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About Colorectal Cancer
The American Cancer Society tells us 1
  • Colorectal cancer is the third most common cancer — not counting skin cancers — found in men and women. 
  • Colorectal cancer is the second-leading cause of death among cancers that affect U.S. adults of both sexes.
  • The lifetime risk of developing colorectal cancer is: about 1 in 21 for men and 1 in 23 for women. 
Estimates for 2016  2
  • 410 new cases of colorectal cancer to be diagnosed in South Dakota 
  • 135,430 new cases of colorectal cancer to be diagnosed in the United States 
  • 160 deaths due to colorectal cancer to occur in South Dakota 
  • 50,260 deaths due to colorectal cancer to occur in the United States 
Early detection can save your life.
Colorectal cancer screening can find precancerous polyps so they can be removed before they turn into cancer. In this way, colorectal cancer is prevented. Screening can also find colorectal cancer early, when there is a greater chance that treatment will be most effective and lead to a cure. (3)
The U.S. Preventive Services Task Force recommends colorectal cancer screening for men and women aged 50-75 using 
  • High-sensitivity fecal occult blood testing (FOBT): a simple, non-invasive test that can be completed in your own home. The test detects tiny amounts of blood, often released from bowel cancers or their precursors (polyps or adenomas). Recommended once a year.
  • Sigmoidoscopy: The doctor uses a short, thin, flexible, lighted tube that is inserted into your rectum. The doctor checks for polyps or cancer inside the rectum and lower third of the colon.  Recommended every 5 years or every 3 years with FIT.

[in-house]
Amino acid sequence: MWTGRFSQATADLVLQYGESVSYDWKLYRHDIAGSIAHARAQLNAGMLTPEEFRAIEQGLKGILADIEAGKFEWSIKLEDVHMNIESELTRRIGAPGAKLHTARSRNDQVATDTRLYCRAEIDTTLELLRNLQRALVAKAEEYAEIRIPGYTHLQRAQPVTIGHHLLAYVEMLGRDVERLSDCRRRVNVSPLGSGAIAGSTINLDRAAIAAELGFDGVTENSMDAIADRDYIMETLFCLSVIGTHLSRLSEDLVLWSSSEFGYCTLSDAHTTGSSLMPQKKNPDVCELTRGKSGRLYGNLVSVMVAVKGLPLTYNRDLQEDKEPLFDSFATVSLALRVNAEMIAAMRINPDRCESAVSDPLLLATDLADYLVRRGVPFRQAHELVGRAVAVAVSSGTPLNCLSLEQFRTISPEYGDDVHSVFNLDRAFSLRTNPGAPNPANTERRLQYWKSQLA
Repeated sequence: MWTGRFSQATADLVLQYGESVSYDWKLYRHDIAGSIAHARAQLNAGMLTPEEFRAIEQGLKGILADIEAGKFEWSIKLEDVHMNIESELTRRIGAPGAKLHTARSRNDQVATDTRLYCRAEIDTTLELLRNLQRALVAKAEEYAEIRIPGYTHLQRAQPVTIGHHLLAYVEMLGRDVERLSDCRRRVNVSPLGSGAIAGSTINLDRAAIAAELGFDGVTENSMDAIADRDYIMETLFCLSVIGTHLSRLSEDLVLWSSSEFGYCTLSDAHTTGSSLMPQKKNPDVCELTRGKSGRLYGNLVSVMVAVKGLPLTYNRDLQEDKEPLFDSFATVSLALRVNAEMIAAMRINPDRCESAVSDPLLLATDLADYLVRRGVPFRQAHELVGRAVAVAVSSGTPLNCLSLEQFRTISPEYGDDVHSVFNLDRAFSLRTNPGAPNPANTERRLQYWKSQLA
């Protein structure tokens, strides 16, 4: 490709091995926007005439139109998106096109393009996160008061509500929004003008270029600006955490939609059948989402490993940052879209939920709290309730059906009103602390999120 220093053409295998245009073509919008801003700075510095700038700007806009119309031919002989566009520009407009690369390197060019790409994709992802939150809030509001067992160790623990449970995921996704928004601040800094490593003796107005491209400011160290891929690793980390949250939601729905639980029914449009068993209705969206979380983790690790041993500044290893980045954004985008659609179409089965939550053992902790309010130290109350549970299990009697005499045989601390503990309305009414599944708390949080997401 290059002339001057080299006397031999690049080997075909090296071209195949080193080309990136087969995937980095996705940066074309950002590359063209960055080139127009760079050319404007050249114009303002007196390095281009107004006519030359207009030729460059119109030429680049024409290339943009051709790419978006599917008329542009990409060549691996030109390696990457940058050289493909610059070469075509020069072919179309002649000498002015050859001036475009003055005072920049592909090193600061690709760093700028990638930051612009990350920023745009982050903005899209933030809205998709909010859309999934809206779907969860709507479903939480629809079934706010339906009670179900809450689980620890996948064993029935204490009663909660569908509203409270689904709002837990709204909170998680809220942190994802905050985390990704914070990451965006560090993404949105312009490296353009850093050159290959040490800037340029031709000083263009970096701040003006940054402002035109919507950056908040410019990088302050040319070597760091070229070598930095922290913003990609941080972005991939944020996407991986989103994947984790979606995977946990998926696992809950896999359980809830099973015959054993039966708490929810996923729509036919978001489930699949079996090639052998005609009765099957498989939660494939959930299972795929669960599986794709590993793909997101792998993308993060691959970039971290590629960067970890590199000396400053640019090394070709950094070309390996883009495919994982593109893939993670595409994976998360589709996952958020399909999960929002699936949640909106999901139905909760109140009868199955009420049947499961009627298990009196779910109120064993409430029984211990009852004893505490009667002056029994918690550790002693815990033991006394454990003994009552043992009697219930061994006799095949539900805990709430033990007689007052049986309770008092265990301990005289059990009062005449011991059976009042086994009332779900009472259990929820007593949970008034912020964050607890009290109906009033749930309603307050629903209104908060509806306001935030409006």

• Colonoscopy: This is similar to flexible sigmoidoscopy, except the doctor uses a longer, thin, flexible, lighted tube to check for polyps or cancer inside the rectum and the entire colon. During the test, the doctor can find and remove most polyps and some cancers. Colonoscopy also is used as a follow-up test if anything unusual is found during one of the other screening tests. Recommended every 10 years.
  • FIT-DNA (Cologuard): Combines the FIT with a test that detects altered DNA in the stool. For this test, you collect an entire bowel movement and send it to the lab to be checked for cancer cells. Recommended every 3 years. 
  • CT Colonoscopy: Also called a virtual colonoscopy, uses X-rays and computers to produce images of the entire colon, which are displayed on a computer screen for the doctor to analyze. Recommended every 5 years.
  1. American Cancer Society. Key Statistics for Colorectal Cancer 
  2. Cancer Facts & Figures 2017
  3. Colorectal Cancer Prevention